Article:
New version of E-Privacy Regulation, ICO consultation on guidance on online services for children, National Audit Office report on gambling, AVSD consultation and OECD consultation in this week’s round-up of techlaw news from the past week.
European Council issues new version of E-Privacy regulation
The Croatian presidency of the Council of the European Union has issued a revised version of the proposed E-Privacy regulation. It introduces modifications in articles 6 and 8 and the related recitals including the possibility to process metadata for legitimate interests which, in line with the GDPR, includes conditions and safeguards; and a possible a new ground for processing for legitimate interests, again with conditions and safeguards. The Presidency is currently reflecting about possible modifications to other provisions, such as those related to the scope, and intends to issue an additional document at the beginning of March. The Presidency is proposing to simplify the text of some of the core provisions and to further align them with the GDPR.
ICO consults on a package of support for providers of online services likely to be accessed by children
The ICO has recently published the final version of its Age Appropriate Design Code. The Code will now be subject to Parliamentary approval, and following this there will be a transition period of 12 months for providers of online services likely to be accessed by children to bring their services in line with the Code. During the transition period the ICO intends to provide a package of support to help providers of online services, and in particular small businesses, conform with the Code. The ICO is now consulting to gather views from providers of online services (such as online games, apps, social media sites and websites) who will need to conform to the 15 standards within the Code, about the type of support they would most like the ICO to provide. The consultation ends on 27 March 2020.
European Commission consults on new guidelines under the revised Audiovisual Media Services Directive
The Audiovisual Media Services Directive (AVMSD) harmonises national legislation on audiovisual media: traditional TV broadcasts, on-demand services as well as video-sharing platforms. The aim of the AVMSD is to facilitate the cross-border circulation of audiovisual services while ensuring a minimum level of harmonised rules in areas of general public interest. The revised AVMSD extends certain audiovisual rules to video sharing platforms, including audiovisual content shared on certain social media services. It also strengthens the promotion of cultural diversity, by introducing clear obligations for on-demand services to have at least a 30% share of European content in their catalogue and to ensure the prominence of this content. The Commission is required to issue guidelines on Video sharing platforms and guidelines on European works. The consultation on the guidelines ends on 13 March 2020. The AVMSD rules must be transposed by Member States by September 2020.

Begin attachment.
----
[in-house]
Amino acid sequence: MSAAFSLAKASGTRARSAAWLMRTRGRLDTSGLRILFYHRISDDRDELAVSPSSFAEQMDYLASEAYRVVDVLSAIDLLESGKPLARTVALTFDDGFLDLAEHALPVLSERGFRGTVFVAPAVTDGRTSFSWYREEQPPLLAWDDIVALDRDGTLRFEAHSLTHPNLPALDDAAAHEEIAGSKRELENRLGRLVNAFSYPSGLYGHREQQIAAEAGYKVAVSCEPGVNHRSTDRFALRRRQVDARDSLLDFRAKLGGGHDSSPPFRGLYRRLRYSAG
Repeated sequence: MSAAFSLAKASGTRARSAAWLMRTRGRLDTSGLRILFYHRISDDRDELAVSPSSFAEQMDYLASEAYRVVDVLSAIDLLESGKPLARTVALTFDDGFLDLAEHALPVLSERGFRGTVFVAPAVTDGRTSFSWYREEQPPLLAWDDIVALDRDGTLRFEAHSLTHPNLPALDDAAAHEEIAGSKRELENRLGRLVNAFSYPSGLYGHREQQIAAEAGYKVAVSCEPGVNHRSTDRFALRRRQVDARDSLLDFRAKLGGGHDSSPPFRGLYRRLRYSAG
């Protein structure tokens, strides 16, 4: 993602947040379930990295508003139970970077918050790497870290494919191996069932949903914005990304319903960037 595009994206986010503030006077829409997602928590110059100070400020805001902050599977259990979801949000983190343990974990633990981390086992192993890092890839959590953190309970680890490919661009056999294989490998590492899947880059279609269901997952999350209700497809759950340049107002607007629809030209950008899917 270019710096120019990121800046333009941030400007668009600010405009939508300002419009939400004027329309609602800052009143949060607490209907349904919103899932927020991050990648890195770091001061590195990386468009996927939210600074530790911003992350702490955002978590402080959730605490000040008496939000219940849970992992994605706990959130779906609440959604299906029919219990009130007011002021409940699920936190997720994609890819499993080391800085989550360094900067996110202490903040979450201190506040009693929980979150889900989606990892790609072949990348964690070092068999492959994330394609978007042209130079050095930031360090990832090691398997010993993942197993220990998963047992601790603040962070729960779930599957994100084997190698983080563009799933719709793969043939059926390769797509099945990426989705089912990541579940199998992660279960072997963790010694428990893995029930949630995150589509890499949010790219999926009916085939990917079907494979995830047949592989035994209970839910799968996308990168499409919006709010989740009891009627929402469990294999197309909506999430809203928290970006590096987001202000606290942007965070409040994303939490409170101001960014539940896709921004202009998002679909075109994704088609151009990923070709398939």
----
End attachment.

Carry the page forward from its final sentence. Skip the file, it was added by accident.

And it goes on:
National Audit Office publishes report on gambling regulation in light of online gambling
The National Audit Office has published a report on gambling regulation. The report examines the extent to which gambling regulation effectively and proportionately protects people from gambling-related harms and addresses emerging risks, based on established principles of good regulation. It focuses on the role and work of the Gambling Commission, but also considers the wider regulatory framework within which it operates. Gambling-related harm is a serious problem. The Gambling Commission is a small regulator in a challenging and dynamic industry. The way people gamble is changing, with new risks emerging in online and mobile gambling and other technological developments. The Commission’s ability to ensure consumers are protected from these new risks is constrained by factors outside its control, including inflexible funding and a lack of evidence on how developments in the industry affect consumers. The Commission is unlikely to be fully effective in addressing risks and harms to consumers within the current arrangements.
OECD seeks input on draft Model Rules for Reporting for Platform Operators with respect to Sellers in the Sharing and Gig Economy
As part of the ongoing work of the Committee on Fiscal Affairs, the OECD is consulting on the draft Model Rules for Reporting for Platform Operators with respect to Sellers in the Sharing and Gig Economy. The OECD invites input on the key design features of the Model Rules and commentary, as set out in the document, as well as on any other aspects that respondents consider relevant. Comments are also welcomed on the Code of Conduct contained in Annex B. The consultation ends on 20 March 2020. The UK already has several initiatives in this area.
Other news published on scl.org this week